The Good & the Bad of the South Gower Coast

Swansea Local Group Walk on South Gower Coast by Robert Davies

Swansea Local Group Walk on South Gower Coast by Robert Davies

Spring has sprung on Gower and in the recent sunny weather our South Gower Coast reserves at Overton & Port Eynon have been stunning with fantastic limestone specialist plants in full bloom. May and June are a great time to get out and see the colourful natural displays of squill, thrift, rockrose, birdsfoot trefoil, ivy-leaved stone crop and such like along with the tall bright cowslips and the eye catching early purple orchids. Its also a great time to observe bird activity with peregrine seen exploring nesting sites, stonechat sitting in the tops of gorse bushes and chough paired up and feeding where the turf is close cropped. It’s not all big views, suntans, birds and flowers for the WTSWW staff & volunteer team managing these reserves though. With the increased visitor numbers (it is estimated there is over 15000 visitors to Overton Mere each year), brought about by the beautiful spring conditions there have been a number of challenges this spring that have demanded our time and attention.

Back in December 2017 we were celebrating the reintroduction of grazing animals for the first time in about 35 years to Overton Mere where it is expected grazing with ponies and cattle will bring huge benefits to the limestone grassland and coastal heath habitats. The project was considered completed once the livestock were turned out but the work has not stopped since. Intelligent animals soon find a way of showing you the weak points in your plans, things you didn’t manage to foresee. We have had to retrofit auto-latches &springs on all the gates to ensure they close behind walkers who don’t close the gates behind them.  We have had to reinforce fences where the ponies learnt they could push and work the wire loose then by getting down on their knees they would step through the wire and head off on an adventure towards Port Eynon. Escapee ponies certainly increased the stress and work-load for the local volunteers who check the livestock daily. We also had to extend and install new fencing to keep livestock and walkers from meeting head-to-head on the more enclosed entrance track from the village of Overton which is popular with both locals and visitors alike.

A task which is continual but which has seen increased activity by locals, (including a local primary school), volunteers and staff recently has been beach cleaning and working along the rocky foreshore removing plastics and fishing debris stopping them returning to the marine environment during higher tides. Thankfully litter is not a big issue on the paths through the reserves although we do have to carry out litter picks and the unpleasant job of collecting discarded used dog poo bags; these are particularly dangerous to livestock which are attracted to the high cereal content found in dog faeces. One of our volunteers found a bag which had passed through a pony’s digestive system.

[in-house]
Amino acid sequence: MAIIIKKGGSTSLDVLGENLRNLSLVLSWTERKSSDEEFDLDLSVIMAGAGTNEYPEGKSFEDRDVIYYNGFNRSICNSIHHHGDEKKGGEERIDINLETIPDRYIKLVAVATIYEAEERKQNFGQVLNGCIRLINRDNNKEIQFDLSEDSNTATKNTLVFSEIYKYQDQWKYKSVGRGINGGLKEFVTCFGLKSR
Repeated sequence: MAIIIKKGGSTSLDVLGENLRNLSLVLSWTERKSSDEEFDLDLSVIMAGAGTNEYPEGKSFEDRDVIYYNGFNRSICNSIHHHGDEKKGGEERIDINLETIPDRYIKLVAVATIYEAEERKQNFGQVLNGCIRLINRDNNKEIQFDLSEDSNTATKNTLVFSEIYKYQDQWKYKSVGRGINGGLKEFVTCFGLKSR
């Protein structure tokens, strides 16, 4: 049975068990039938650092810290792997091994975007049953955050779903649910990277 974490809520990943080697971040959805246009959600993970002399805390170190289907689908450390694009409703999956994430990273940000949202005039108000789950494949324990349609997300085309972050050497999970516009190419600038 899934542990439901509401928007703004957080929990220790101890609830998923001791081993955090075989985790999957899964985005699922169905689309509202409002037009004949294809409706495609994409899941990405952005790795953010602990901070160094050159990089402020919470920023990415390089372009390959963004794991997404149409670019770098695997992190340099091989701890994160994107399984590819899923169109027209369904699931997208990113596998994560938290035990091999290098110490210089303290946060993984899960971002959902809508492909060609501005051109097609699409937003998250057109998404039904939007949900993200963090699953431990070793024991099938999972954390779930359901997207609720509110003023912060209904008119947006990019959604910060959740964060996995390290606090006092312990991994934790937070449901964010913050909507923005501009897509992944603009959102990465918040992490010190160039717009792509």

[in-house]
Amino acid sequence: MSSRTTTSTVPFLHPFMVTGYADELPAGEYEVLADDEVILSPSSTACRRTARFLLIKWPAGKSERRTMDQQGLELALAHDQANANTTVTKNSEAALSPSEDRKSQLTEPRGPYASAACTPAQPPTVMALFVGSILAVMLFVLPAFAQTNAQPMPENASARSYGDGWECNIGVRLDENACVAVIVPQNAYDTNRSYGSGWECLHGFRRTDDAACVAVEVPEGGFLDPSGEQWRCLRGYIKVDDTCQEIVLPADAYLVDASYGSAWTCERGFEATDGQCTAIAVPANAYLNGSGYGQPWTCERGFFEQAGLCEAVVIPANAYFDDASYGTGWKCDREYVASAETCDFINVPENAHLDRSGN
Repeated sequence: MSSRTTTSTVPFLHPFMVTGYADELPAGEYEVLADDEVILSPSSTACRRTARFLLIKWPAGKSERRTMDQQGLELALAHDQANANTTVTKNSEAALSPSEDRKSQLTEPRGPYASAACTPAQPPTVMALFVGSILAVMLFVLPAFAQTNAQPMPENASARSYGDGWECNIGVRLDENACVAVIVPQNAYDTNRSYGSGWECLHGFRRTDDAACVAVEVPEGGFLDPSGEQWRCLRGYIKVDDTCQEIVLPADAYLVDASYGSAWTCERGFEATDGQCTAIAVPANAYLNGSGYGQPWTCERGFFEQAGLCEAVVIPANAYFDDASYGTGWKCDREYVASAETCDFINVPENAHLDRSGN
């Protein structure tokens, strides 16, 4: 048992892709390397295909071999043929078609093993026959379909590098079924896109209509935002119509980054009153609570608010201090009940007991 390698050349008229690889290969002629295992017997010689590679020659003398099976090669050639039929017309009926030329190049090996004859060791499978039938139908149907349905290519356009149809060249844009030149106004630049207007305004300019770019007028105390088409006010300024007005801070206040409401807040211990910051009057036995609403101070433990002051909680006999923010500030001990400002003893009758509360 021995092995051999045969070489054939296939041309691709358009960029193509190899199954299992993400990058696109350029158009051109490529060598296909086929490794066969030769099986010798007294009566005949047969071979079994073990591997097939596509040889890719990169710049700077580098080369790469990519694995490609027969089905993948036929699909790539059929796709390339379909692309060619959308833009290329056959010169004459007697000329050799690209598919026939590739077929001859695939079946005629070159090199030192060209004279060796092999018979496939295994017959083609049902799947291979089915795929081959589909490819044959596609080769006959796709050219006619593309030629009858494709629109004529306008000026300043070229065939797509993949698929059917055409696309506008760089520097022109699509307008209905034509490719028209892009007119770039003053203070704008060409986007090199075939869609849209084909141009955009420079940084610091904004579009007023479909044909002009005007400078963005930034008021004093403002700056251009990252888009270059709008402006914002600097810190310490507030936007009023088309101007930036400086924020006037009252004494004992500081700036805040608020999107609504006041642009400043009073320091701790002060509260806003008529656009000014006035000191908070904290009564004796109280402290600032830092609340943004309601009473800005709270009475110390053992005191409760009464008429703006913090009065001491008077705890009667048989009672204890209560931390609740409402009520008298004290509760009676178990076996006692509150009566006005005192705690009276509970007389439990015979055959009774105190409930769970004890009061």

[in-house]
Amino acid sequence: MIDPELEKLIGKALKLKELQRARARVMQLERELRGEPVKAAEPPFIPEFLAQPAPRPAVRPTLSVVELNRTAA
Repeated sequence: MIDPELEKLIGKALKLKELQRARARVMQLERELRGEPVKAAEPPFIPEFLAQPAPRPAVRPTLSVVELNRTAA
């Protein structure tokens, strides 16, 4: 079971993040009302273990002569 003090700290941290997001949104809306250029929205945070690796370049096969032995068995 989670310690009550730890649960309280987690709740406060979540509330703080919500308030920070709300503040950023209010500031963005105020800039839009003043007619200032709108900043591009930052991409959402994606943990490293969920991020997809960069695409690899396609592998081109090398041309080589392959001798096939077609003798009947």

Normally we remove bagged collected marine plastic debris from site as soon as we can but earlier in spring the ground conditions were too wet to haul it out. Unfortunately, on the first dry weekend there were several apparent arson attempts which failed on gorse at Overton Cliff and Longhole Cliff; it appears when the cliff did not catch the arsonists decided to burn the skip load of plastics that was awaiting extraction leaving a slick of molten plastic and contaminated soil above the beach at Overton Mere. Donning respirators and PPE we cleared this up.

The arson has continued with us responding to reports of suspicious activity but unfortunately the dry late-spring conditions have led to two big fires being set. About half of the vegetation between the eastern boundary and the slade which drops down to Boiler Slab has been scorched including through some of the most important areas of coastal heath. We have been working to come up with plans to make this situation better, to bring benefits to the habitats which we will deliver in coming weeks. We are also working on long term plans to get the grazing right on this reserve to prevent a large-scale burn again. We have also spent time exploring a future project to introduce grazing to Overton Cliff, another site where gorse is threatening important plant species and fire risk is high.

Working the South Gower Coast is not all sunshine and flowers but the long-term benefits to these high profile, internationally important, highly designated sites is well worth the effort. WTSWW are very grateful to the players of Peoples Postcode Lottery for the funding which enables us to carry out this work now and into the future.